Saturday, January 13, 2018

Baking sound in supercollider


I want to synthesize gorgeous pad sounds in supercollider. This is possible using additive and/or subtractive synthesis, but it takes a lot of CPU power.


't Is the season to be bakin' fa-la-la-la-laaaaa la-la-la-laaaaa. How about we pre-render the sound into a wavetable and then loop the generated wave table? This moves most of the work to startup time. In the blender 3d program, pre-rendering heavy calculations is known as "baking".

But... won't we lose real-tome creative possibilities then? After all, you cannot modify the partials in a prerendered wavetable anymore?

Well... yes, you will lose some creative possibilities, but we can easily reintroduce some by adding amplitude envelopes, filters and filter envelopes and effects like reverb or phasing and flanging.


One of the more exciting pad generation algorithms no doubt is Paul Nasca Octavian's PadSynth algorithm. It is explained in detail here. I will use it to demonstrate the approach.

In essence it takes as input a basic sound, specified as a set of partials with associated relative volumes. 

It then enriches that spectrum by replacing each of the partials with a fuzzy region containing smeared out partials. This is the equivalent to adding many slightly detuned copies of the original signal, which is how sounds can start to sound a lot warmer. Since human hearing is less sensitive to small frequency differences for high frequencies than for low frequencies, the spreading of partials is made wider in the higher frequency bands than in the lower frequency bands. PadSynth also sets the phases of each of the detuned copies of the signal to random values which helps in reducing undesired comb filtering effects.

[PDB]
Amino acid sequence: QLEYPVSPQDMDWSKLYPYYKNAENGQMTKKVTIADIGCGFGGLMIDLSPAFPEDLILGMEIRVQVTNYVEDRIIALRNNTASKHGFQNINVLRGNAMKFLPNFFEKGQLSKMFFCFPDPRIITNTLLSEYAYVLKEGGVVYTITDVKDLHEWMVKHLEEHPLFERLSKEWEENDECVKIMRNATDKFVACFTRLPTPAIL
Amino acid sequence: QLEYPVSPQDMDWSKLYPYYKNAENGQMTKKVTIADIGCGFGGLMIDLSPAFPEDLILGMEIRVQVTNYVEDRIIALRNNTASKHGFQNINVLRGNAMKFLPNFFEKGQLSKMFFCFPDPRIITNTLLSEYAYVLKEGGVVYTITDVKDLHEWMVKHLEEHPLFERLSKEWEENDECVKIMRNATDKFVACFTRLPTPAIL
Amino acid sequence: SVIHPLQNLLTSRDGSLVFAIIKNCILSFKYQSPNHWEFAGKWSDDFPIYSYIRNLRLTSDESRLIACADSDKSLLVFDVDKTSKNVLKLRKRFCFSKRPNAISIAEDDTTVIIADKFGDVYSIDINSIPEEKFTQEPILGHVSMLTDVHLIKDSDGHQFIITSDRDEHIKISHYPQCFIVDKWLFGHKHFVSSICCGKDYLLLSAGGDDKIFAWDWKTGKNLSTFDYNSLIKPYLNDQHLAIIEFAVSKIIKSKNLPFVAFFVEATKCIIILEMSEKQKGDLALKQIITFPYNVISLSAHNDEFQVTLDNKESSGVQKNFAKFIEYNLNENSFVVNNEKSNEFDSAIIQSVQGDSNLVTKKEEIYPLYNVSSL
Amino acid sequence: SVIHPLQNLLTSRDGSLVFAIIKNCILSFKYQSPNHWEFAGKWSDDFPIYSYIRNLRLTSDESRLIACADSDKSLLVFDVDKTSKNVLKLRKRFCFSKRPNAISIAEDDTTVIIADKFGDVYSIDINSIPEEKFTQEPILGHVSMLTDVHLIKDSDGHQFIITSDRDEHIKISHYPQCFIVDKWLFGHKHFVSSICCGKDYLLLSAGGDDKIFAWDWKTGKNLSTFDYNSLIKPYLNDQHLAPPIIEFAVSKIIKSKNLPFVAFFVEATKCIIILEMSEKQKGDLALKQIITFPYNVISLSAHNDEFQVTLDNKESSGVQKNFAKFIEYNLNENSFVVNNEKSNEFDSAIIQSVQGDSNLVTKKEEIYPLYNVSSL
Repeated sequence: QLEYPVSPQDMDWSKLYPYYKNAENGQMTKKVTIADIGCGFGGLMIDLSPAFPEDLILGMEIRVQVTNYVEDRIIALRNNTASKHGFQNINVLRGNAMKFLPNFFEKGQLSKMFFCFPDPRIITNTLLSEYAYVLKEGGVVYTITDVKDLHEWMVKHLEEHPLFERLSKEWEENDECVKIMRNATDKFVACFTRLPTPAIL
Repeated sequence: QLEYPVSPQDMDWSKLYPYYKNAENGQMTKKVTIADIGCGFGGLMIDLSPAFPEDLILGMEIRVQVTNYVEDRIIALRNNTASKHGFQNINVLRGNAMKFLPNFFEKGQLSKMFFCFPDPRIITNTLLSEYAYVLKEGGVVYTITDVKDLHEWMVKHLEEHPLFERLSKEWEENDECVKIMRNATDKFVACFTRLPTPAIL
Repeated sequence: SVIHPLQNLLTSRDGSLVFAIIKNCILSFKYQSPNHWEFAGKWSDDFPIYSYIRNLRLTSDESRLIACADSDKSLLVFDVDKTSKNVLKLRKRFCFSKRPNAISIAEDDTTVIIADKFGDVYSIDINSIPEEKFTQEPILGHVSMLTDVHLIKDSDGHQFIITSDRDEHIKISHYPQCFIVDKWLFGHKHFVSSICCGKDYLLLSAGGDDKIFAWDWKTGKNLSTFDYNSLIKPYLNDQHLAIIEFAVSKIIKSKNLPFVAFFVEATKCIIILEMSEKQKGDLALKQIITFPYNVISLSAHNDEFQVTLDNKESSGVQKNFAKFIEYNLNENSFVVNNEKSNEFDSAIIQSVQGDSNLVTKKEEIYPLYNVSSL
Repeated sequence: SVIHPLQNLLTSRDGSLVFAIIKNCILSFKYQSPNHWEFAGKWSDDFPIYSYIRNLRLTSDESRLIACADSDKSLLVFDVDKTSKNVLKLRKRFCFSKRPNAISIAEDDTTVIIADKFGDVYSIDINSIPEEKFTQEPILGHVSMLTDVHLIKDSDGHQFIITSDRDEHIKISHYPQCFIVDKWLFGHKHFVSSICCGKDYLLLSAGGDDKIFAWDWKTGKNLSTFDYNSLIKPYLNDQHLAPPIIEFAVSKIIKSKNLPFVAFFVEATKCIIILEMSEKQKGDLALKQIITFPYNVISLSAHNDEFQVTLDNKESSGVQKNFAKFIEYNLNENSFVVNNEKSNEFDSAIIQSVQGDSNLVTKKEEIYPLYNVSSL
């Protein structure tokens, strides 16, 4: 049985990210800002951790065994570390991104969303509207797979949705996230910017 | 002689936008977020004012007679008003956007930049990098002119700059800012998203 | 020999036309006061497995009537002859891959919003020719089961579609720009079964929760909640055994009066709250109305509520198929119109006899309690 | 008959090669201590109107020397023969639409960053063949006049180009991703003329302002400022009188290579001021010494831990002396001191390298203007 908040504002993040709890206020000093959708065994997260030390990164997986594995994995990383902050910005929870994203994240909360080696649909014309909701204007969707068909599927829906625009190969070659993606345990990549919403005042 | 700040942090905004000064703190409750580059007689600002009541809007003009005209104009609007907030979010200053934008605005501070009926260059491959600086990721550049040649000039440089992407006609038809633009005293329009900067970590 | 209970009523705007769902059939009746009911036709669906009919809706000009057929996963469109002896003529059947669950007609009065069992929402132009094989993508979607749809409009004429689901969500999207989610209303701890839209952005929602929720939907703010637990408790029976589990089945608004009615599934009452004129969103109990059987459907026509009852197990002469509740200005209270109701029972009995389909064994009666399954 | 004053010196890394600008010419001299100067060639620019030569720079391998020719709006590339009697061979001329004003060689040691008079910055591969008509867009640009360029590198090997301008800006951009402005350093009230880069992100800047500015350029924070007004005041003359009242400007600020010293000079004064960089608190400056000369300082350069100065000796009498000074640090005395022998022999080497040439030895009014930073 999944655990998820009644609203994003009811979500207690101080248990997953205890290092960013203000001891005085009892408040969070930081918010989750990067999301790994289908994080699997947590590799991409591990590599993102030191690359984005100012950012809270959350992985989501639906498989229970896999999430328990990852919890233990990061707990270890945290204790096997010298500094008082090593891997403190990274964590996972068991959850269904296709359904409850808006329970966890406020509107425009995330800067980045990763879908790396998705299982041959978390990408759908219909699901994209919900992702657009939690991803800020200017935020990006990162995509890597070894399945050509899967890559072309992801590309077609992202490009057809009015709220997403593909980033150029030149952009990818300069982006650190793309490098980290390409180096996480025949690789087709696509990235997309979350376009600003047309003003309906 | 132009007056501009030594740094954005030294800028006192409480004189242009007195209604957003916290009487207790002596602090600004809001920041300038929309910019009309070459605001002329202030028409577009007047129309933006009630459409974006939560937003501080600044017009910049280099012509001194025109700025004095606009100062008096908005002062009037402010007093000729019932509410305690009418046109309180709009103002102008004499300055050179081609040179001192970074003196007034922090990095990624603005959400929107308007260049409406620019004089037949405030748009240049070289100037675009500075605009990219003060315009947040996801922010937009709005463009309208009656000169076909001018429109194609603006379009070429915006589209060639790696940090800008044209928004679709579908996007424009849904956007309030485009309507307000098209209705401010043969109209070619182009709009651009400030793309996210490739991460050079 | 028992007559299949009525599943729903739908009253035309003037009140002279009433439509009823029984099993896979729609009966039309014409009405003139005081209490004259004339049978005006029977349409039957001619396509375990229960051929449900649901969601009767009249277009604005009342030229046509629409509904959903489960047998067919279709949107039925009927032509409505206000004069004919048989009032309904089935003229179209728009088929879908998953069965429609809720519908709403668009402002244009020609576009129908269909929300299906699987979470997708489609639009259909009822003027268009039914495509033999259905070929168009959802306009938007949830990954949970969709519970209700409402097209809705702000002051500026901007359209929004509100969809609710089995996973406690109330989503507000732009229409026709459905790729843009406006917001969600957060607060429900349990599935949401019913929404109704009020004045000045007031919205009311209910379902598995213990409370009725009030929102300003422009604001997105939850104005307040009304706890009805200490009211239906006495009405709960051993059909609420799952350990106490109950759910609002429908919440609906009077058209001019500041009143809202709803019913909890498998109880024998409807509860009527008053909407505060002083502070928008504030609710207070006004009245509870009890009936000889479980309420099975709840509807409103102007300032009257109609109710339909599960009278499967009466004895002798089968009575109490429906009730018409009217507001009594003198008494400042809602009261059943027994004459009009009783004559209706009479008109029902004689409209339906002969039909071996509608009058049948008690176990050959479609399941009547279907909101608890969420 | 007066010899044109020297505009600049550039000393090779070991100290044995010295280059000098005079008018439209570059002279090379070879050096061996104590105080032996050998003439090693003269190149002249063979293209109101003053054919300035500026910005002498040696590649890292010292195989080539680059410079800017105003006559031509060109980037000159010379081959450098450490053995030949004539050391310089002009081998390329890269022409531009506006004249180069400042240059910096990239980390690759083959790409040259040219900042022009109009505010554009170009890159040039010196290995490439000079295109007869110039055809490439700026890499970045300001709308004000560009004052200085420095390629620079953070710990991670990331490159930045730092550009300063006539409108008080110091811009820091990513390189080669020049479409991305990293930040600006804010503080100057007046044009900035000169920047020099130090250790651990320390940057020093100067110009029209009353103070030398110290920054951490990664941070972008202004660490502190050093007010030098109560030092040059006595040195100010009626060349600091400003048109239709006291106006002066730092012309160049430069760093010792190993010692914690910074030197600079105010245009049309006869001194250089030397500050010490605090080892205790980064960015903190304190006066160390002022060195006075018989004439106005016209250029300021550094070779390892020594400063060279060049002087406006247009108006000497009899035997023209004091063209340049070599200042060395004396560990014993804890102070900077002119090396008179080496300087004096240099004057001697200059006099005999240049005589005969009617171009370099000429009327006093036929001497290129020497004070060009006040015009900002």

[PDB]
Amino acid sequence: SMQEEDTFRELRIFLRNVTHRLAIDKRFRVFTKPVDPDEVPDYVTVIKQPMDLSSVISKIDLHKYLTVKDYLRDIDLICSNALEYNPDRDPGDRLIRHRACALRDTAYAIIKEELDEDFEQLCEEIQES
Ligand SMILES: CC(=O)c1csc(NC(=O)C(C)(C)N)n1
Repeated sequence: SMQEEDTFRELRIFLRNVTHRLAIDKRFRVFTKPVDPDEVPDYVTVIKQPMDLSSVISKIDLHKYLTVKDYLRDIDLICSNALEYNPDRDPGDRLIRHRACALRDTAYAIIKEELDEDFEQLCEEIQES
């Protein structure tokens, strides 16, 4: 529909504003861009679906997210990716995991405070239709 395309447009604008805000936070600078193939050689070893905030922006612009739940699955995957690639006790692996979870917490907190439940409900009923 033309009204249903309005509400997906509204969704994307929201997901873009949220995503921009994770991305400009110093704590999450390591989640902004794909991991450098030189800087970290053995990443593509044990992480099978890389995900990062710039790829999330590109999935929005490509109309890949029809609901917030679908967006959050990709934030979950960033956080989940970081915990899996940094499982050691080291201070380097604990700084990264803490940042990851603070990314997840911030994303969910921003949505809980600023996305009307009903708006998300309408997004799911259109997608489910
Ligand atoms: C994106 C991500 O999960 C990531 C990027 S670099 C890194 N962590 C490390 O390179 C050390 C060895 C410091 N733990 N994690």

PadSynth in supercollider

Supercollider does not come with an implementation of PadSynth, but it is not too difficult to convert the pseudo-code from the detailed explanation into working code. A post by Donald Craig on the supercollider mailing list provides an excellent starting point.

I modified the algorithm a bit as follows: I calculate two different wavetables per octave over 12 octaves (this is probably a bit overkill - feel free to change it). This is an intensive calculation and takes quite a lot of memory. You can certainly reduce this calculation time and required space by reducing how many octaves you want to use, by reducing the number buffers per octave and by reducing the size of the pregenerated wave table (I generate wavetables of around 5 seconds long each).

While playing, the pitch can be chosen by looping over the generated wave tables with a different speed. By varying the speed on-the-fly one can also implement pitch bending or glissando's. All of this is illustrated in the sample code below, in which I will be using supercollider's excellent pattern system to drive a cello-like PadSynth pad. The code can also be found on

Driving the synth from supercollider patterns

Because the synth loops over one of many pre-generated buffers, we'll have to inform the synth about which buffer to use for a given note. For this reason you'll see some calculations being done in the Pbind and Pmono in the sample code. If you decide to generate less buffers per octave, you will also have to adjust these calculations.

More in detail: the parameter \mynote contains a midi note number. This is the note we will want to hear. From that parameter, another parameter \myreference is calculated. This contains another midi note, namely the closest midi note number that was used as a reference to pre-render a wave table: I generate 2 wavetables per octave and each of these wavetables have a reference midi note number. This information is needed in the synth to determine how fast to loop over the buffer. \referencefreq contains the same information but expressed as a frequency in Hz instead of as a midi note number. Remember that I generated two wavetables per octave, for 8 octaves. The parameter \buffer contains the buffer number to use. The buffer being used is the one that was generated with a reference midi note closest to the desired midi note. This information is needed in the synth to know which buffer to loop over. 

The full code is a bit long to paste into this article, so please head over to to get it!
If is down, there's still github as a backup :)